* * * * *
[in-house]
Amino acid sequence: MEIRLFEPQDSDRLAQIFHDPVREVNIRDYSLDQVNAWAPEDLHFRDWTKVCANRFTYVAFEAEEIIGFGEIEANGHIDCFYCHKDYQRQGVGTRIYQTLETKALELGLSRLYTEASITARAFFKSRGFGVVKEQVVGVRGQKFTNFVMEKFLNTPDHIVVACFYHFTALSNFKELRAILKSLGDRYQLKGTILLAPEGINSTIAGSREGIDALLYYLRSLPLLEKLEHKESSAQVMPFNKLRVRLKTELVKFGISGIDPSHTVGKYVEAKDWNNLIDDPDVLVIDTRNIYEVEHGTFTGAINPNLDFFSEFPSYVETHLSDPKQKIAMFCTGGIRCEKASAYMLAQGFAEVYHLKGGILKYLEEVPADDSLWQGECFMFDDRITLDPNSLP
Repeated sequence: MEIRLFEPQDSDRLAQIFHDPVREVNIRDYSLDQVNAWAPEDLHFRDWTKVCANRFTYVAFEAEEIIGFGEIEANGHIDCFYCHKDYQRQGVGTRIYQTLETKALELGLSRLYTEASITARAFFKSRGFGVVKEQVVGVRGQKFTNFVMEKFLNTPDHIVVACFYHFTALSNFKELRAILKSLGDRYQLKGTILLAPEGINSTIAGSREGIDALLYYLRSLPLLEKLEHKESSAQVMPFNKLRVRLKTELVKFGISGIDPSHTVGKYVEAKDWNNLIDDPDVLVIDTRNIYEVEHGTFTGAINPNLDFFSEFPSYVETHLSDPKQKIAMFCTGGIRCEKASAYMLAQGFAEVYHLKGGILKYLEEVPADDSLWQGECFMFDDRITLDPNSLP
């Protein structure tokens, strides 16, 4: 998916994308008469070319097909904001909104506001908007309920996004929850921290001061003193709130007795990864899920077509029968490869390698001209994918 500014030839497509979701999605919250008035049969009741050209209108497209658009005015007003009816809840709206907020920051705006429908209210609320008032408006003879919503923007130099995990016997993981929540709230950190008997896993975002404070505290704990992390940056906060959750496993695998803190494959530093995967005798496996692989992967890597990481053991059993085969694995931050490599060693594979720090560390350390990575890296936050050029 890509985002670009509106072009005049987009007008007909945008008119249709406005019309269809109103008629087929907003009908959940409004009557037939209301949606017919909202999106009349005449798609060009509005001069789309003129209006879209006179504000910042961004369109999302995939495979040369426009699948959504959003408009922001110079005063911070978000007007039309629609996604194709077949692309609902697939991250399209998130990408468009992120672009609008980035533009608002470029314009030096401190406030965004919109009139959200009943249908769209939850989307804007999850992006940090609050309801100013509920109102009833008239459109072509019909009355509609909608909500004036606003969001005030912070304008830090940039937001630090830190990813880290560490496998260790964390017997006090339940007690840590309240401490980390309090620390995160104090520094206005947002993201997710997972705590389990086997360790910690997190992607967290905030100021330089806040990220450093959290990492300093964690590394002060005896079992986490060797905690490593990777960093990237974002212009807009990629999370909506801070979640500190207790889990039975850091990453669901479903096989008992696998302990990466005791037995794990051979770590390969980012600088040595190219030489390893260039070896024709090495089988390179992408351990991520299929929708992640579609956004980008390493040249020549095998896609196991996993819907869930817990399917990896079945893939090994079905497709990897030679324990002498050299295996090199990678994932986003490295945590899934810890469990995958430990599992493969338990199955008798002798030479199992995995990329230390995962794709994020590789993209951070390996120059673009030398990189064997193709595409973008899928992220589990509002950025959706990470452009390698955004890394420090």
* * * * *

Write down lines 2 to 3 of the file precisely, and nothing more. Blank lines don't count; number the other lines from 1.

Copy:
Amino acid sequence: MEIRLFEPQDSDRLAQIFHDPVREVNIRDYSLDQVNAWAPEDLHFRDWTKVCANRFTYVAFEAEEIIGFGEIEANGHIDCFYCHKDYQRQGVGTRIYQTLETKALELGLSRLYTEASITARAFFKSRGFGVVKEQVVGVRGQKFTNFVMEKFLNTPDHIVVACFYHFTALSNFKELRAILKSLGDRYQLKGTILLAPEGINSTIAGSREGIDALLYYLRSLPLLEKLEHKESSAQVMPFNKLRVRLKTELVKFGISGIDPSHTVGKYVEAKDWNNLIDDPDVLVIDTRNIYEVEHGTFTGAINPNLDFFSEFPSYVETHLSDPKQKIAMFCTGGIRCEKASAYMLAQGFAEVYHLKGGILKYLEEVPADDSLWQGECFMFDDRITLDPNSLP
Repeated sequence: MEIRLFEPQDSDRLAQIFHDPVREVNIRDYSLDQVNAWAPEDLHFRDWTKVCANRFTYVAFEAEEIIGFGEIEANGHIDCFYCHKDYQRQGVGTRIYQTLETKALELGLSRLYTEASITARAFFKSRGFGVVKEQVVGVRGQKFTNFVMEKFLNTPDHIVVACFYHFTALSNFKELRAILKSLGDRYQLKGTILLAPEGINSTIAGSREGIDALLYYLRSLPLLEKLEHKESSAQVMPFNKLRVRLKTELVKFGISGIDPSHTVGKYVEAKDWNNLIDDPDVLVIDTRNIYEVEHGTFTGAINPNLDFFSEFPSYVETHLSDPKQKIAMFCTGGIRCEKASAYMLAQGFAEVYHLKGGILKYLEEVPADDSLWQGECFMFDDRITLDPNSLP